Have you ever cooked a pork butt and it didn’t seem to be cooking evenly? You reach what you think is the correct internal temperature, but when you take it out of the oven it’s still pink in the center? You’re not alone. A lot of things can cause a pork butt to stall at a certain temperature, but don’t worry, there are ways to work around it.
In this blog post, you and I will talk about the pork butt stall temp, what causes a pork butt to stall, and how to make sure your butt is cooked all the way through. Stay tuned!
History: Why Is It Called A Pork Butt?
The pork butt, also known as the Boston Butt, is actually not from the rear of a pig. It’s actually the shoulder cut of pork that has been trimmed and cut into a rectangular shape. The name comes from the pre-revolutionary days when it was packed into barrels called butts.
For further information and facts about pork butt, I also made a detailed explanation of why the name of pork butt is called like that and at what temperature to wrap it in the blog on “What Temperature To Wrap Pork Butt?“
What Temperature Should Pork Butt Be Cooked To?
Typically, pork butt should be cooked to an internal temperature of between 190°F and 203°F. It’s important to note that the temperature can vary depending on your cooking method. For example, if you’re using a slow cooker or sous vide device, you may need to cook your pork butt for a longer time at a lower temperature to fully cook it through.
>> How do you know when and what temperature should your pork butt be cooked to? Your answer will be fully explained in detail in this video here:
Pork Butt Stall Temperature
When cooking a pork butt, it’s not uncommon to reach what seems like the right temperature, but your pork butt isn’t fully cooked. This is referred to as the “stall” temperature, when your pork butt has reached the internal temperature between 150 and 170 degrees Fahrenheit. The stall can last anywhere from 10 minutes up to several hours and can be caused by several factors.
The main reason for a pork butt stall is due to the fat and collagen content in the meat. When exposed to heat, these fats and collagen begin to melt, resulting in a decrease in temperature until all of the fat is melted away. This can cause your pork butt to stall at a lower temperature than you’d like.
Why Low And Slow?
Cooking pork butt low and slow is the best way to ensure your pork butt is cooked evenly and all the way through. By cooking the meat at a lower temperature for an extended period of time, you allow the fat and collagen to break down slowly, resulting in a tender and juicy finished product.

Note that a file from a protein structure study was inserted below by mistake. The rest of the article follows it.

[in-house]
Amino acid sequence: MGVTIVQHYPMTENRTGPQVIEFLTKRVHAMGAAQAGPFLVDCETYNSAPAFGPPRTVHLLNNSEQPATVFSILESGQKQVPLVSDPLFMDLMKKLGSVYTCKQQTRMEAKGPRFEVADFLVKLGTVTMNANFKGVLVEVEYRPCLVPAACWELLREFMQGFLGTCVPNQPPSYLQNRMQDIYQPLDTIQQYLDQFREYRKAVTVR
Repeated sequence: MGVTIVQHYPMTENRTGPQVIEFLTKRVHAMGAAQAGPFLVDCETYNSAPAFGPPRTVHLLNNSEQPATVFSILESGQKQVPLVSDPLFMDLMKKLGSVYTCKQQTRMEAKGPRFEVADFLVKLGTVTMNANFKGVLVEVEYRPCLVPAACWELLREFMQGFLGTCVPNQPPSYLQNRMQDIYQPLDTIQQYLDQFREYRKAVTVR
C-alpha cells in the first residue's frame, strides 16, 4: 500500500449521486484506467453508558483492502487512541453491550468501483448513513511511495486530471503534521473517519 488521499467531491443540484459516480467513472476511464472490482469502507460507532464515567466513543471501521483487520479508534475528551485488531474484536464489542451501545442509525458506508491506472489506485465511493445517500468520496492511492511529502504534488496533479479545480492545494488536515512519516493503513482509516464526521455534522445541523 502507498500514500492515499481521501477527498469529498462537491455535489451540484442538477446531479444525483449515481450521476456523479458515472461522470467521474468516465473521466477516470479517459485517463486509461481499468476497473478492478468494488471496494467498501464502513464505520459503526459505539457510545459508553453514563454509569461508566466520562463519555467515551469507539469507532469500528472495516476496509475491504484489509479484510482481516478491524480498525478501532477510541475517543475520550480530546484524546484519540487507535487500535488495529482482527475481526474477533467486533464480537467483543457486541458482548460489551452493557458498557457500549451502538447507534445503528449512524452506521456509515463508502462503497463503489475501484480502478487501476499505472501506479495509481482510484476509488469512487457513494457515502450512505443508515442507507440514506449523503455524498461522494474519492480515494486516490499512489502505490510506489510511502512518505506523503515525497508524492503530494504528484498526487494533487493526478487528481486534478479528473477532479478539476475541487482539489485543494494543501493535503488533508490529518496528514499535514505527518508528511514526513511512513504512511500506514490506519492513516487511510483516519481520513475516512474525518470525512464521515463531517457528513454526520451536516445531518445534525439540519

What Causes The Stall?
A pork butt can stall out when the internal temperature reaches around 160°F, which is known as the “stall point.” This occurs because the fat and collagen in the roast begin to melt and congeal, trapping moisture inside. As a result, the temperature doesn’t continue to rise, and the roast can stay at this “stall point” for hours.
How Can I Get Past The Stall Point On A Pork Butt?
So, how do you get around this? There are a few things you can do to help ensure your pork butt cooks all the way through.
The best way to get past the stall point on a pork butt is to wrap it in foil or butcher paper while cooking. This traps the moisture inside and helps the temperature keep rising. You can also try adding a few tablespoons of liquid such as apple juice, beer, or stock to the foil packet to further help break down the fat and collagen. Once the internal temperature reaches 190°F-203°F, your pork butt is done cooking!
Once you’ve reached this temperature, take the roast out of the oven and let it rest for 15-20 minutes before slicing. This will help retain all of the delicious juices and flavors in your pork butt.
There are also some notes for you when facing the stall:
- Add moisture – Adding moisture to your pork butt can help break down the fat and collagen, allowing it to cook faster and more evenly. This can be as simple as adding some liquid directly to the pork butt or wrapping it in foil or parchment paper to help create a steam chamber environment.
- Increase the cooking temperature – Increasing the cooking temperature can also help speed up the cooking process and make sure your pork butt is cooked through. Make sure you don’t exceed the recommended temperature for your particular cooking method, as this could result in overcooking your meat.
- Rest your pork butt – Once you’ve hit the desired temperature, let your pork butt rest for at least 15 minutes before serving. This will allow the remaining fat and collagen to melt away, ensuring it’s cooked all the way through.
How Long Does The Stall Last?
Having mentioned earlier, the duration of the stall can be as short as 10 minutes or last up to several hours, depending on the size of your pork butt and a few other factors. It’s best to keep an eye on your thermometer throughout the cooking process and make adjustments as needed.
Factors That Can Affect The Length Of The Stall
You may want to jot down these key factors underneath that may contribute to the stall lasting time for the next time cooking pork butt:
- Size of the roast: The size of your roast can affect how long it takes to cook and therefore how long the stall may last.